Browning the bones whether chicken, veal or beef depends only on the end use for the stock. For most general purposes, white stock made without roasting the bones is the most versatile.               Browning bones adds color and changes the character of the stock so many chefs use white veal stock for its blander flavor when adding body and character to a sauce. White chicken stock is used for soups and adding a background note to various dishes without adding a prominent chicken flavor. Beef stock because of it's strong flavor is typically only useful for any dish where a strong beef flavor is acceptable. 

     So I would suggest making some simple white chicken stock, tasting as you go. Then make some simple brown chicken stock, tasting as you go. Then move on to veal and beef, always tasting. Keep in mind too that while the bones need a relatively long cooking time, the vegetables do not. So you can cook the bones for a while before adding the vegetables. A little experimenting will serve you well. 

Quote:
Originally Posted by ChrisBristol View Post

I do apologize if these questions are quite basic despite being in the kitchen for 2 years I only have moderate training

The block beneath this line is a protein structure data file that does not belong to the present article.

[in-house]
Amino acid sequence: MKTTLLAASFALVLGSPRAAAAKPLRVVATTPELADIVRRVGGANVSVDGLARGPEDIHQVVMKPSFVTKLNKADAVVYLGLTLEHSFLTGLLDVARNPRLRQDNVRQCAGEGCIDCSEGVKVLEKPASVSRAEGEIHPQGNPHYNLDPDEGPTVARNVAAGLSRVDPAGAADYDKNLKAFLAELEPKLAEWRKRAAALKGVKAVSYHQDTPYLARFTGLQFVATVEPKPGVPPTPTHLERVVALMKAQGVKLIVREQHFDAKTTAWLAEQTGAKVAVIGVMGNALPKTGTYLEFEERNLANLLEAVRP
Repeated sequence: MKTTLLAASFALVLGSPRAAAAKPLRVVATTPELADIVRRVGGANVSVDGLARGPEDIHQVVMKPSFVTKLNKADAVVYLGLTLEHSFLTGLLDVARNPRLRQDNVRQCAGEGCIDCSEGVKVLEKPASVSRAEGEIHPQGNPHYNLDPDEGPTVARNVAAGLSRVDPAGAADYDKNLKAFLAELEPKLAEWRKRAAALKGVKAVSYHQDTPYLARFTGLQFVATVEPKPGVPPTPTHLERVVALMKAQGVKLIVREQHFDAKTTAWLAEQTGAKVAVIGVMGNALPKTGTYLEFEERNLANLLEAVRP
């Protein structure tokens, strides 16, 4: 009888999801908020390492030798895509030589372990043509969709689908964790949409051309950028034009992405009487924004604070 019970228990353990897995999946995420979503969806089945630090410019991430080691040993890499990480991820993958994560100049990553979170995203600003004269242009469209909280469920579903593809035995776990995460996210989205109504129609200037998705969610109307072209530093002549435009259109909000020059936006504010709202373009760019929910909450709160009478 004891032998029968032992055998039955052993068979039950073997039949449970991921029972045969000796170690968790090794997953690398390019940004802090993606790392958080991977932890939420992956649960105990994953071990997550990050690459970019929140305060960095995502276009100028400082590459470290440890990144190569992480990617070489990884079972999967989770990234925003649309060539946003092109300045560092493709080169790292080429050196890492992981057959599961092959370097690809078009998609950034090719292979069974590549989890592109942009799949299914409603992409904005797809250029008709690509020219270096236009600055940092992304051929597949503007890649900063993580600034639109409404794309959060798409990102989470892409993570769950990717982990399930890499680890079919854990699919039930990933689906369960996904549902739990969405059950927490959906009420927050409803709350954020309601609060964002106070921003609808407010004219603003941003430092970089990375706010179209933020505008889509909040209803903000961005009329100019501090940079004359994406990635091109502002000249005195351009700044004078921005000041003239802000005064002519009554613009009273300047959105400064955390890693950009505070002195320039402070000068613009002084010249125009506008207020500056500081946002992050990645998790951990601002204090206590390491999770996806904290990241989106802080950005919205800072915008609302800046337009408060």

Don't apologize for learning. Ever. 

post #14 of 16
As in the post prior, use. White pepper corns, you want a hard roast on your chx bones and a light roat on you veg. Bo caramelized veg. Simmer never boil. And skimy often!when th stock is properly cooled you can just lift the solid fat from the stock. Reheat and adjust the seasonings
post #15 of 16
Thread Starter 

Well it does appear as if it was the wine that was making it a bit bitter. I used a port this time and it was much better. However it still had that tang of alcohol in it that you get when you drink alcohol and a tiny bit of bitterness. Could this be reduced by reducing the wine for longer?

post #16 of 16

Yes, reducing the wine by at least half will remove most of the alcohol. I would suggest you reduce to au sec (dry) and add some chopped shallots to the mix when reducing. Moneyknife83 is on point. Low simmer will ensure a more clear stock. If you are seeking more flavor, follow Monkeyknife83 process and place strained stock in sauce pan and reduce by half.